Tuesday, January 09, 2007

Radical head 2: The Reichstag Fire

This is the second of three pieces that I am writing based on Stalin, Willi Münzenberg and the Seduction of the Intellectuals by Stephen Koch. The first post (about the Sacco and Vanzetti trial) is here. I am interested less in the espionage and secret politics of the story than in the use that Stalin made of Western intellectuals and idealism. And I am interested in his manipulation and betrayal of such people because I wonder if we are still living with the mental aberrations he induced, and if much of the anti-Western feeling of so many academics and intellectuals comes in a direct line of inheritance from the dupes of the thirties.

The Reichstag Fire
Hitler had been in power for less than a month when on the night of the 27th February, 1933, Germany's parliament building, the Reichstag, was set on fire and destroyed. In the flames, the police arrested Marinus van der Lubbe, a Dutch communist recently arrived in Germany to do his bit against the Nazis. Far from denying his guilt, he insisted on it and claimed until the end that he acted alone.

Hitler was having none of that. He was determined to use the fire to destroy the German Communist Party, as he had long said he would. Some 8-10,000 opponents of the regime, including 5,000 communists, were arrested in the days and weeks that followed. Among these were Georgi Dimitrov, a senior official of the Comintern, and his fellow Bulgarians, Simon Popov and Vassili Tanev. Together with a German Communist deputy of the Reichstag, Ernst Torgler, and van der Lubbe, they were put on trial in Leizig. Hitler made great use of this crime against the state. He was able to ban the Communist Party sooner than would otherwise have been possible and stack the parliament for the vote that would give him dictatorial power. The Reichstag Fire made the transformation of Germany into a Nazi dictatorship almost an inevitability.

Münzenberg's Paris group went to work to make of this case what they had made of Sacco and Vanzetti: an international cause celebre, a beacon for anti-fascism. Not that it would have lacked the oxygen of publicity in any case; the crime was sensational, the rhetoric it provoked violent, the consequences for Germany as yet unknown but already ominous.

The first task was to show up the show trial and to point the bone at the real perpertrators. To this end, a counter-trial was staged in London, ostensibly under the auspices of some leading cultural and legal figures, such as HG Wells and Stafford Cripps. In reality, it was Münzenberg who pulled the strings and manufacturing the evidence that cleared the defendents in Germany and inculpated members of the Nazi elite, including Göring.

Then he directed the writing of The Brown Book of the Hitler Terror and the Burning of the Reichstag, which was translated into seventeen languages and had a combined print run of several million copies. It had a preface by Lord Marley of the House of Lords and was the first popular exposure of Hitler's concentration camps, his destruction of political parties, universities and trade unions, the book burnings and the persecution of the Jews. It and its 'sequel', the Second Brown Book helped set the tone for the anti-fascist struggle of the 30s and transmitted a view of the Reichstag Fire that would hold sway for 40 years.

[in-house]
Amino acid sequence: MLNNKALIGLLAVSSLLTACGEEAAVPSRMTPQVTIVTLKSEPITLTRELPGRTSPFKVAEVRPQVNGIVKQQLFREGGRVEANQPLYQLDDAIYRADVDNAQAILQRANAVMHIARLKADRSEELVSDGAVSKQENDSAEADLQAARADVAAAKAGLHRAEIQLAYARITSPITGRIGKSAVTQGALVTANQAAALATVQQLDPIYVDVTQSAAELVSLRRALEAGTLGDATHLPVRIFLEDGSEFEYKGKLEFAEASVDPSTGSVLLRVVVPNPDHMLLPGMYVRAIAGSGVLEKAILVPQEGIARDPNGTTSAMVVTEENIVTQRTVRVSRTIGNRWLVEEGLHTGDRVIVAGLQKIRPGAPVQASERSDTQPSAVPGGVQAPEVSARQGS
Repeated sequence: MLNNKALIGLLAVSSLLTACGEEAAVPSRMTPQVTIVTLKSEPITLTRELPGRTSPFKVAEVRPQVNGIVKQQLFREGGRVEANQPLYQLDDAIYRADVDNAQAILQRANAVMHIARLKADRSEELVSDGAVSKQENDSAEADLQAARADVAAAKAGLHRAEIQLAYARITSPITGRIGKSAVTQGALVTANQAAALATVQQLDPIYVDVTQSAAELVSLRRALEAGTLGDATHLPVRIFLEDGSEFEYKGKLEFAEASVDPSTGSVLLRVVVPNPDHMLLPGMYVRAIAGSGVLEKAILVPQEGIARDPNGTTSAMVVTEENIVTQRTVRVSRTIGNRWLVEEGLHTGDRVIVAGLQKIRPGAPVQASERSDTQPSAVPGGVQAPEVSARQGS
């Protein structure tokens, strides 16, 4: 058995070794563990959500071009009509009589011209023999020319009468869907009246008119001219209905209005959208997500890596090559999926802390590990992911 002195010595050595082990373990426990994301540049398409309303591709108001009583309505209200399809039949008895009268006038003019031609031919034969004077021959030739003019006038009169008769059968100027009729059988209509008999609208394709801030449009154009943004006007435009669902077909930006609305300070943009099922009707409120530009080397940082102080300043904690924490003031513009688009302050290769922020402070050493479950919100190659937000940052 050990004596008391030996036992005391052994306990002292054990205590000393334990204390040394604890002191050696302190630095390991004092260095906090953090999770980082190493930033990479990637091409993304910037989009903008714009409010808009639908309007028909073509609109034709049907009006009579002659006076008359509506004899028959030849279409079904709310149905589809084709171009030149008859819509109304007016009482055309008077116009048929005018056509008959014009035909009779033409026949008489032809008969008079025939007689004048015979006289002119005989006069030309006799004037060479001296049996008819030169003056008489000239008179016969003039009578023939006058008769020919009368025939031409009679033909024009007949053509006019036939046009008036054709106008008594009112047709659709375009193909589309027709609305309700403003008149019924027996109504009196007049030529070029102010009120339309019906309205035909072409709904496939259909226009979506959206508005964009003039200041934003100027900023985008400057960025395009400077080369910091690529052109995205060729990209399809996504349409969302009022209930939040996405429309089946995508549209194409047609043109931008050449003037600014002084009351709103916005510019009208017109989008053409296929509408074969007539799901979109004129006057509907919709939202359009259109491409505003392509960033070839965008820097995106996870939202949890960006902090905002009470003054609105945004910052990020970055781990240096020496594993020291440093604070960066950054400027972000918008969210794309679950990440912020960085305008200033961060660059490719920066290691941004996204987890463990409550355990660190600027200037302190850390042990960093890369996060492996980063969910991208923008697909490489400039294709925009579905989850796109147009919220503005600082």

Here's a sample

Murder stalks through Germany. Mutilated corpses are carried out of Nazi barracks. The bodies of people disfigured beyond recognition are found in woods. Corpses drift down the rivers. "Unknown" dead lie in the mortuaries.
Here's the cover of a copy that is for sale in the Georgetown Bookshop (Washington DC). It is extraordinary that such crude polemic should be mild compared to the reality.

Cover of the first Brown Book
Meanwhile in Leipzig, on the day after the London counter-trial delivered its verdict, Hitler's trial opened with half the world's press gathered to watch. By the standards of the totalitarian show-trials that were to come, it was a pretty shoddy affair. Göring spent his time on the witness stand spluttering about the London verdict and threatening to knock Dimotrov's head off. That may have just been performer's envy because the Bulgarian was the star of the show. He cracked jokes, mocked the proceedings and lectured the courtroom on Marxist-Leninist principles. He and his Bulgarian comrades were fearless and were admired all round the world for their pluck. The attempts to link them to the crime were laughable and the Nazis that took part came out looking like fools. No wonder Hitler didn't indulge in any more show-trials and reverted to swifter methods of retribution. Much less sloppy and embarrassing than this one.

Not least because the three Bulgarians were acquited. So was Ernst Torgler, even if he was sent to Dachau in any case. (He survived the war.) Van der Lubbe was guillotined in January, 1934. Despite Göring's threats, Dimitrov, Popov and Tanev were flown back to Russia. It was a huge embarrassment to the Nazi regime and the first (and last) victory of the pre-war anti-fascist movement.